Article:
Former President John Dramani Mahama has rejected claims by President Nana Akufo-Addo and government officials that they inherited empty state coffers in 2017, describing same as false.
President Akufo-Addo at a media encounter on January 17, 2018 said his government “inherited an economy that was in distress, choked by debt” coupled with weak macroeconomic fundamentals.
His vice, Dr. Mahamudu Bawumia had on January 15, 2018 said though they inherited a heavily indebted economy, they had in less than two years, paid off 1.45 billion cedis. He said they inherited a debt of 3.1 billion cedis from the National Democratic Congress.
Several other government officials have on different platforms claimed the Mahama government left Akufo-Addo a highly indebted economy.
But former President Mahama told National Democratic Congress delegates at Asankragwa Tuesday that such erroneous claims ought to be corrected.
According to Mahama who is seeking the mandate of his party to contest the 2020 presidential election, his government left a lot of money in state coffers for Nana Akufo-Addo and his government in January 2017.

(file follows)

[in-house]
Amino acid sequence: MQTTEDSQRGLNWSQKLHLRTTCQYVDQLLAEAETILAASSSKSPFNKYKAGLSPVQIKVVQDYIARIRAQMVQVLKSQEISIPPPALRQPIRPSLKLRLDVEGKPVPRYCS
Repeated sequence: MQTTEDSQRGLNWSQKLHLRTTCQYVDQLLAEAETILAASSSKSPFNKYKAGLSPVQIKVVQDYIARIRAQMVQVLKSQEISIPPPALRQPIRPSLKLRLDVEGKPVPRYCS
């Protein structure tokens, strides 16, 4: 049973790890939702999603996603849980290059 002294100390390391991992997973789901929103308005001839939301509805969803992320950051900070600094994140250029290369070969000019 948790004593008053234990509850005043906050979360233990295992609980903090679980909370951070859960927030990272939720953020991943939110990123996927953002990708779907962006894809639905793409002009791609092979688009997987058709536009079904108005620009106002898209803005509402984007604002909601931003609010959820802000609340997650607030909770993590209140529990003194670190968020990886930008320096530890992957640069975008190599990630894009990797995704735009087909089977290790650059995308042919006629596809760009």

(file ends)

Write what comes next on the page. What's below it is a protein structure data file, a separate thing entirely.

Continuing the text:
He said proceeds from the 950,000 tonnes of cocoa sold by his government were left in the hands of Nana Akufo-Addo as well as 700 million cedis in the Road Fund with additional 200 million dollars in the Ghana Infrastructure Development Fund among others.
“[In] 2016 cocoa year, we hit 950,000 tonnes. Normally, it is in October that we sell the cocoa and the money comes in December. We made all the arrangements and the money was paid to government in December when we lost the election and eventually left office in January, all the money was left in the hands of the NPP. So if he [Nana Akufo-Addo] says he did not come to find money in the state coffers it’s a lie” Mahama explained.
He wondered what the 200 million-dollar cash his government left in the Ghana Infrastructure Development Fund have been used for, saying. “We didn’t take a pesewa from it; NPP inherited it. Where is the money?”
Again, Mahama said he secured some 200 million dollars to repay a Eurobond debt left by former President Kufuor, noting that amount was also left in the hands of the New Patriotic Party government.
Despite these and other monies he said his government left the NPP, Mahama said “most of the time you hear them [government appointees] say, when we came there was no money in the coffers; Mahama did not leave any money”.
He justified the money borrowed by tunder his tenure, explaining that those monies were used for infrastructural development including building of schools, hospitals, roads, and provision of potable water.